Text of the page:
Updated 7/1/16; originally published 8/15/15
- Purchasing a home is a major purchase; do your due diligence when choosing an agent.
- Cross reference several different resources when evaluating an agent and their history
- Personal references count for a lot, but still evaluate agents referred to you.
So, you’ve found some Realtors® and narrowed down your list to a small handful of potential agents to work with.
How do you choose between them?
Here are a few things to consider about each agent to help decide on whom to go with, either to sell or buy your home.
Most established agents will have reviews. Somewhere. There are lots of different places they may have reviews – the Yellow pages, their Facebook page, Yelp, Zillow, Trulia. If you can’t find any searching online, ask them to direct you to where they keep their reviews. As an agent, it is difficult to please everyone, but enough reviews should firstly show how well established the agent is, and secondly the common themes will likely start to paint a picture of their primary strengths as an agent.
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Designations and Certifications
Realtors® refer to these derogatorily as the “Alphabet Soup”. Agents can accrue professional designations like GRI, CRS, ABR, ePro, or SFR. Most of these designations require coursework and regular membership fees. Agents with designations like these are not necessarily any better than those who have not accumulated or forgone these designations. Some, as I alluded, simply accumulate designations the longer they’ve been in the business, but don’t necessarily learn or apply the skills they are taught. But generally, designations can be a good clue as to who has invested the most into their job and profession. The most basic designations I would recommend looking for are the GRI (Graduate Realtor Institute) and slightly more advanced CRS (Certified Residential Specialist). Depending on what you are looking for, you may look for other specific designations, like the Short Sales and Foreclosure Resource (SFR) or Seniors Real Estate Specialist (SRES). Most agents will list their alphabet soup after their name in their business card or email signature, as mine is below with the GRI.
This is a hard one for me because every agent has to start somewhere. I had a buyer and a seller who were both willing to take a chance on me, being my first client, and without that no agent would be where they are today. And of course, experience can work the other way, too. The real estate industry, laws, market, and technology are always changing, and sometimes the most experienced agents have a harder time adapting. But after my own experience in the business, it is undoubtedly true that real estate sales has a steep and long learning curve, and experienced agents are likely to be better prepared and bring more local and professional knowledge to the table. Experience for agents come not with the number of years, but the number of transactions. Ask your agent how many transactions they’ve done in the past year. In the Fort Hood Area, anywhere from 15-50 (not including teams, who can handle many more transactions) is a typical workload of an engaged agent. If the agent has fewer, find out why (a luxury specialist, for example, may only have a few sales a year). Even if they’ve only done a few deals or are just starting out, if they click with you on a lot of other levels and have a good brokerage with support, they may still be a good fit for you.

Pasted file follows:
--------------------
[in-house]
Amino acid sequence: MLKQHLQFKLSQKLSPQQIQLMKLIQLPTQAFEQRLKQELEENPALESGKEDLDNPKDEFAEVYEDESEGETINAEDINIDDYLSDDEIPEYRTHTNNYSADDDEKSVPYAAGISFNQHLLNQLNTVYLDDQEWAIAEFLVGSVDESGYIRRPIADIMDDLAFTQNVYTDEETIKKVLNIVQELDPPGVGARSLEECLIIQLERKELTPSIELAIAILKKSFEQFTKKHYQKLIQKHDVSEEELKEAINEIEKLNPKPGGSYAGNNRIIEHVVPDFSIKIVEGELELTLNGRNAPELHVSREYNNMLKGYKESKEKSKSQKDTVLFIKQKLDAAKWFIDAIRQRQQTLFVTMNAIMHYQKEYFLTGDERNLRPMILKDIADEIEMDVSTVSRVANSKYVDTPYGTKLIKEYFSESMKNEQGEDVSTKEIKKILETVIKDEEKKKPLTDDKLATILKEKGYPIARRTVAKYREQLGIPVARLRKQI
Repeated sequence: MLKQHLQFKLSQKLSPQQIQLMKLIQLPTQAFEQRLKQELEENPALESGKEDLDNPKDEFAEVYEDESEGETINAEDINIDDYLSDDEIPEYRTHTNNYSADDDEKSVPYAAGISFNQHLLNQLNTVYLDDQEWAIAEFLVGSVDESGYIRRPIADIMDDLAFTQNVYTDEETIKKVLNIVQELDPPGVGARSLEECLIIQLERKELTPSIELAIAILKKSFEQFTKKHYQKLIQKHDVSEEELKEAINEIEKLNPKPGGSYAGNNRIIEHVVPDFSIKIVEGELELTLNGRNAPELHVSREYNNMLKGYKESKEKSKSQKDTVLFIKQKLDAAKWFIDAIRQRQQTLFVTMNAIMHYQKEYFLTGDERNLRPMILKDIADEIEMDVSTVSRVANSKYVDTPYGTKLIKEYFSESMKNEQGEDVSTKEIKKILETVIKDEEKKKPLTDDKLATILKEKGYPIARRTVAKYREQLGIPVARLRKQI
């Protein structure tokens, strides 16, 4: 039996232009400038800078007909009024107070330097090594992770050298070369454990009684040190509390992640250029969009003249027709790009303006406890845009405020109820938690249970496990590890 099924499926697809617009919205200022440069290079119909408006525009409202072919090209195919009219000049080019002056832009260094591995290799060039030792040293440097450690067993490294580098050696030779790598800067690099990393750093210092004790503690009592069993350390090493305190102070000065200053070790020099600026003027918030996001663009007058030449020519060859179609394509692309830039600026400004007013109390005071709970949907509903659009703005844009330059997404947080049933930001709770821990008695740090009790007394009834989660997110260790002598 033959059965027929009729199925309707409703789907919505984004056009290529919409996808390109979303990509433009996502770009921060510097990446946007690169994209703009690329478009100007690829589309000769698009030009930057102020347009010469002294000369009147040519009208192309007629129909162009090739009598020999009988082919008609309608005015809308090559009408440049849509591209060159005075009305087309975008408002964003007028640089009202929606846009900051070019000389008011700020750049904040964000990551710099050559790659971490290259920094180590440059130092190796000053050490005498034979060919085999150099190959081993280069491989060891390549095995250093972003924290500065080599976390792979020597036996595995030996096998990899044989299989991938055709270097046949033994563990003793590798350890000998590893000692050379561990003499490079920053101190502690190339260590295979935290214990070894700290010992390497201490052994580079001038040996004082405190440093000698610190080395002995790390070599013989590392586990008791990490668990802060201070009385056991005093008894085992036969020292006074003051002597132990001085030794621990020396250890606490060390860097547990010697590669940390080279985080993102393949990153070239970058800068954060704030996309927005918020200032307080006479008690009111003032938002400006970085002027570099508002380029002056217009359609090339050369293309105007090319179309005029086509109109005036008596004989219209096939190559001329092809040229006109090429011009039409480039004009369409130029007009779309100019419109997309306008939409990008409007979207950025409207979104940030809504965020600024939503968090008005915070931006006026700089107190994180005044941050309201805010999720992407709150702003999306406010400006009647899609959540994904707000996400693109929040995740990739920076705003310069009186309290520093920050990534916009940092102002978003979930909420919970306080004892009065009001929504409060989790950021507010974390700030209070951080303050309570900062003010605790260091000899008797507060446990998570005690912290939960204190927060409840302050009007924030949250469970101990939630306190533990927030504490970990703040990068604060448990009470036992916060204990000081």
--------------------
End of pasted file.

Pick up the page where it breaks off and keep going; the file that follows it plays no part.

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Knowledge and Rapport
Interview agents. If you have a few agents you are considering, arrange a time to meet with them just to ask questions. At a minimum, you should learn a lot. And don’t expect agents to have answers for everything, either. But interviewing the agent and asking any questions you may have about either the agent or the market is a good way to evaluate both how knowledgeable the agent may be and how well you get along. Getting along with an agent is important, as you and your agent will have to have a mutual trust
The Texas Real Estate Commission regulates real estate brokerages and keeps a record of disciplinary actions against agents and brokers. You can search an agent’s history here. I’ve met some great agents who have been fined or otherwise disciplined at one point or another, so again it is not a fool proof method of evaluating an agent. But it is still good information to help evaluate agents.
Membership in the Local Board of Realtors®
All real estate is local. And so are the Realtor® boards. Most people may not realize it, but there is a different MLS system for every region of Texas. Just in our area, for example, is the Fort Hood Area MLS, the Temple-Belton MLS, and the Austin MLS. Realtors® are seldom a member of more than one or two. Agents can only put your listing on the MLSes to which they have access, so it is important that the agent you are working with is a member of your local board, or at least has MLS privileges.
As an agent, I can tell you that the vast majority of people I work with never interview another agent. I would encourage savvy buyers and sellers to evaluate more than one agent.
If you are looking in the Fort Hood area and shopping for an agent, I would love to talk more about what you are looking for and what is important to you. Contact me at (512) 763-7912 or email at firstname.lastname@example.org to schedule a time to discuss your needs.
Other recommendations for good agent evaluation criteria? Please post them below for everyone to read!
Brian E Adams, REALTOR®, GRI
StarPointe Realty Central Texas LLC
Licensed in the State of Texas